This conference will be dedicated to the study of immigrant women’s destinies in the Americas and their experiences of dependence or autonomy through aging, retirement, and/or widowhood in the 19th - 21st centuries.
Women have immigrated into the Americas in greater and greater numbers after 1850. However, their mass migration began around the turn of the twentieth century, much later than men’s, so that the sex ratio only became balanced later in the twentieth century (Donato et al., 2011; Gabaccia, 2015, Alexander et al., 2012).
In the course of their migration, these women often experienced discrimination and inequality in the labor market as manual workers and at home as housewives (Gabaccia et al., 2006 ; Ueda, 2006). Then and even today, these women had subordinate positions in the workplace under men’s authority and in their home they were, and still are, dependent housewives. And yet, historiography has recently revealed immigrant women’s agency and their capability to acquire greater autonomy and empowerment in the course of their migration experiences, both in the public and the private spheres. These conditions should have contributed to securing a decent livelihood through old age, retirement, and/or widowhood for them. However, few recent studies address these issues. As a result, we still know little about immigrant women’s destinies and living conditions through aging in the Americas. The purpose of this conference is to reconsider the issues in the light of recent research (further than earlier one on the US (Ruggles, 2003) and on Europe (Moring, 2017)).
This international multidisciplinary conference thus aims to give the opportunity to historians, sociologists, demographers, anthropologists, economists, and arts and literary researchers from all continents to cross-analyze their sources and their methods in order to reconstruct immigrant women’s destinies as they age in the Americas. The conference will highlight the diversity of these women’s experiences and compare their evolving agency and empowerment across time (from the 19th century until today), across places (migration to or within the Americas), and across spaces (private and/or private spheres, urban and/or rural environment, ethno-racial, religious, cultural contexts).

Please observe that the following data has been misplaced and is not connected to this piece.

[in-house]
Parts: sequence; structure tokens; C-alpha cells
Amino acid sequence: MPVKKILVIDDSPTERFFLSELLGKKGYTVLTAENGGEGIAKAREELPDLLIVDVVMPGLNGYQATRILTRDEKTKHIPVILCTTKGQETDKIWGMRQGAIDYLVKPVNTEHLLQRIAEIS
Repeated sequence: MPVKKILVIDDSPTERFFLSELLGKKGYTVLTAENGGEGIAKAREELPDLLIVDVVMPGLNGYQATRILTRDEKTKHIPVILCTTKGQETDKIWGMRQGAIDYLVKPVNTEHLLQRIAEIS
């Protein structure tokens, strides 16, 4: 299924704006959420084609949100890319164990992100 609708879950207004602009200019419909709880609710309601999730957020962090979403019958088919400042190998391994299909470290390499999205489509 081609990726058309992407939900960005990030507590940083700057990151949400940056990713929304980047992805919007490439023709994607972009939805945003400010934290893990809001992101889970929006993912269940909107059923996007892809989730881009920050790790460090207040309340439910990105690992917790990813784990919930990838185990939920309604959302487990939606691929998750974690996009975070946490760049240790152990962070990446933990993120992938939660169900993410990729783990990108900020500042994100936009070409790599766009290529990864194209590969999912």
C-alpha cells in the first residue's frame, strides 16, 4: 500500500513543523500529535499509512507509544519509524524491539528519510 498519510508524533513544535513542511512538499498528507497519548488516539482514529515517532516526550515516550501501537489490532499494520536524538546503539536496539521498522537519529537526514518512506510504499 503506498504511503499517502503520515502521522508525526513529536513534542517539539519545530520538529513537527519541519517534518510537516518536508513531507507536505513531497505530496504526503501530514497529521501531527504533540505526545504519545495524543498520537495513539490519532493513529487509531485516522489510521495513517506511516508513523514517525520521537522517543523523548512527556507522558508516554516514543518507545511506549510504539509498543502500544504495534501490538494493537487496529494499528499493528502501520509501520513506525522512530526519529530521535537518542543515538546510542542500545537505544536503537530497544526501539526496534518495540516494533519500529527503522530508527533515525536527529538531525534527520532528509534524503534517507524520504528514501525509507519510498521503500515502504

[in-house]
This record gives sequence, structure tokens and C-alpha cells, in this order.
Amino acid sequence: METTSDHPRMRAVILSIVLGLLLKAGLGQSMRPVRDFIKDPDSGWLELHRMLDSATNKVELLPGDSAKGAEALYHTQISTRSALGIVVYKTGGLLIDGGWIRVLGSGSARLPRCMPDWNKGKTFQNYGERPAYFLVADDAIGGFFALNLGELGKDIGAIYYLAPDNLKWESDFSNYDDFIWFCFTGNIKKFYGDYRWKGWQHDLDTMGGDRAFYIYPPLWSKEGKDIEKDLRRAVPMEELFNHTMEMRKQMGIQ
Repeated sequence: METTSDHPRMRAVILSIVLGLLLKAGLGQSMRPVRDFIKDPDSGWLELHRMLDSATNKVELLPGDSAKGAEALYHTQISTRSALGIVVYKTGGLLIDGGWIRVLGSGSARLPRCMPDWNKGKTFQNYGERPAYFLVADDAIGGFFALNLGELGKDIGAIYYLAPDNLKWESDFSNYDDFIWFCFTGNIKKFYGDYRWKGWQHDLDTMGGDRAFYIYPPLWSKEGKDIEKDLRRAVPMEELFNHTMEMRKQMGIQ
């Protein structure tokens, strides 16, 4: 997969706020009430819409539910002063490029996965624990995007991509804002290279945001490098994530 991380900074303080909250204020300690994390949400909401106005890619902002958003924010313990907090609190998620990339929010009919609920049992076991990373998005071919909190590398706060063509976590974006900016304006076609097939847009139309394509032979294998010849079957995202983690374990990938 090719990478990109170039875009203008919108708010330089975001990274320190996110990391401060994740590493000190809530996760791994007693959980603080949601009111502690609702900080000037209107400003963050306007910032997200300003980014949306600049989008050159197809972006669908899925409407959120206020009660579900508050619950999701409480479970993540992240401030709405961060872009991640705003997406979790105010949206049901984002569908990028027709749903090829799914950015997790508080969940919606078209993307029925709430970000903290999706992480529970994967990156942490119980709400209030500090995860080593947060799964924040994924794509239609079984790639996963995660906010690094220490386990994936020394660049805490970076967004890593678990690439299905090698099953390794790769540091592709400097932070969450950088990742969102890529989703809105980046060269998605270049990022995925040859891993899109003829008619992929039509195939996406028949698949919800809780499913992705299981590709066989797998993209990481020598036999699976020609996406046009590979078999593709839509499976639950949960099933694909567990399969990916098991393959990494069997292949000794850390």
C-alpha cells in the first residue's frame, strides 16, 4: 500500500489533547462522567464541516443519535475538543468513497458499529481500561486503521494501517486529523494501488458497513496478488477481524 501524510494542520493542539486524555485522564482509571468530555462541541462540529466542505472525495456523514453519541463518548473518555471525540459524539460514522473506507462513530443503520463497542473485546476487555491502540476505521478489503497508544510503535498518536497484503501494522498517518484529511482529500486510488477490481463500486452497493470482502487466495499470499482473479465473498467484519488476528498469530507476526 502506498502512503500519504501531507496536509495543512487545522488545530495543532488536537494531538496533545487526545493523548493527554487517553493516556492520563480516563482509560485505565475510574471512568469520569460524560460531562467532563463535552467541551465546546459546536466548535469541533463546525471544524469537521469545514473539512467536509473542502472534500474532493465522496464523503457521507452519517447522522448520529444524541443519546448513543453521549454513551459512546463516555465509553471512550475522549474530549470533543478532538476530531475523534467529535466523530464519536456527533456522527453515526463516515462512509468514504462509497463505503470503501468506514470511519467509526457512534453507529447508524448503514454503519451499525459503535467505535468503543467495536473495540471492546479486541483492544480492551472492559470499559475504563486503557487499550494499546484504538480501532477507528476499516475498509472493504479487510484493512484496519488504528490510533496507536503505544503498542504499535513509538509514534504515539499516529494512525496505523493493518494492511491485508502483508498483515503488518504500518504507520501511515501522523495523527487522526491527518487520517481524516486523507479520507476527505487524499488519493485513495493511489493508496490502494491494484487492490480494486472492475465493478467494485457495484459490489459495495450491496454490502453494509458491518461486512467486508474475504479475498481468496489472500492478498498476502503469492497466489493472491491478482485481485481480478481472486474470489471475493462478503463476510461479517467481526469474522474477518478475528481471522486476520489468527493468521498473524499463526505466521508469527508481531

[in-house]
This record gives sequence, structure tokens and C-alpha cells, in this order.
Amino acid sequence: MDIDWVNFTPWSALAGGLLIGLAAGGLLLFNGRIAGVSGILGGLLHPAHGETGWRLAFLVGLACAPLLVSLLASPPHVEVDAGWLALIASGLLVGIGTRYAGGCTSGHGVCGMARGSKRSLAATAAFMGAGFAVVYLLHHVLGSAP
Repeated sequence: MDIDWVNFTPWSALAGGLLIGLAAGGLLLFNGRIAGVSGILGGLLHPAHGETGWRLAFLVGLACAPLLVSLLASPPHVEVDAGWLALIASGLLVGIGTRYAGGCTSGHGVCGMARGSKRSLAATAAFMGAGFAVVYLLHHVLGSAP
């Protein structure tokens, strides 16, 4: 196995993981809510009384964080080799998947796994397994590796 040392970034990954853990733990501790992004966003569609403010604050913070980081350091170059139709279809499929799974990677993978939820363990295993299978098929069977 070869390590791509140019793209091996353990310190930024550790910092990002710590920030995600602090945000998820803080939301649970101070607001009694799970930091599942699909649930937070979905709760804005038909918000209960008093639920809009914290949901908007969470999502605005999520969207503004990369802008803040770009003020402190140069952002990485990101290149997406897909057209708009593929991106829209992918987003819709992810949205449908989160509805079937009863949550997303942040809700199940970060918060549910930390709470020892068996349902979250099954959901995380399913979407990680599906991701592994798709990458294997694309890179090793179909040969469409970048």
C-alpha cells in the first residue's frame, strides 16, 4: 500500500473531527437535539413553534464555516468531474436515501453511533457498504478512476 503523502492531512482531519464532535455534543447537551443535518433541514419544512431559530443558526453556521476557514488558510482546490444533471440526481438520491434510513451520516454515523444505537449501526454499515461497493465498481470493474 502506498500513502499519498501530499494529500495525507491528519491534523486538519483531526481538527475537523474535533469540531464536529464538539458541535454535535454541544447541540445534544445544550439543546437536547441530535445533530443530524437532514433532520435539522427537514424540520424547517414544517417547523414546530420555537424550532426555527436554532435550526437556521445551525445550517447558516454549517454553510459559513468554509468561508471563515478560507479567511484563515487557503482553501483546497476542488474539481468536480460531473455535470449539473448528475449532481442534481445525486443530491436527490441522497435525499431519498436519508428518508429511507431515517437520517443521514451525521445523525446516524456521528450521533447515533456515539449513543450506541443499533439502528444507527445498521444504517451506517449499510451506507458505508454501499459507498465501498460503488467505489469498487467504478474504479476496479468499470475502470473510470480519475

Thus this conference intends to identify how immigrant women from Europe, Africa, Asia and elsewhere in America lived or live their old age, retirement and/or widowhood in their new American home (North, Central and South America), from the early 19th century until today. Various questions need to be addressed regarding these women’s level of dependence or autonomy, as well as the types of solidarity and co-residence strategies between generations (which researchers have often observed in the Americas; Ruggles, 2011). Other important issues will certainly emerge out of the discussions surch as, for example: how can these women support themselves as they age, especially when they never worked and saved for retirement? Can they (or not) take care of themselves and therefore experience greater (or lower) agency and empowerment as they age? Or otherwise, do these immigrant women live different experiences depending on their origins, ethnicity, religion, culture, and residence in the Americas?
The conference thus aims to reconstitute immigrant women’s destinies and experiences in the Americas with specific attention paid to aging. This concept is complex and potentially evolving (depending on periods and nations). The focal point will be on women of 65 years old and above. It is the age when women’s dependence may become crucial as they often live alone (due to their widowhood and their children’s departure from home).
Participants will need to consider several aspects in their analysis such as, for example:
- Status (civic, civil, and political)
- Labor and retirement
- Property and inheritance
- Household structure and co-residence
- Social mobility (upward or downward)
- Rural and/or urban environment
- Migration into and within the Americas
- Ethno-racial, religious, cultural contexts
Proposals (a title, an abstract of 400 words maximum, and a short biography) in English should be sent by January 1st, 2019
To Marie-Pierre Arrizabalaga (email@example.com)
Authors will be informed of the acceptance of their proposal by the end of January 2019.
The final program will be sent in the Spring 2019
The final articles should be sent to the organizer and the discussants by August 31st, 2019.
Participants will later be asked to review their paper for the purpose of a publication in 2020.
Professor in American Studies
Institute of International Studies and Modern Languages
University of Cergy-Pontoise, France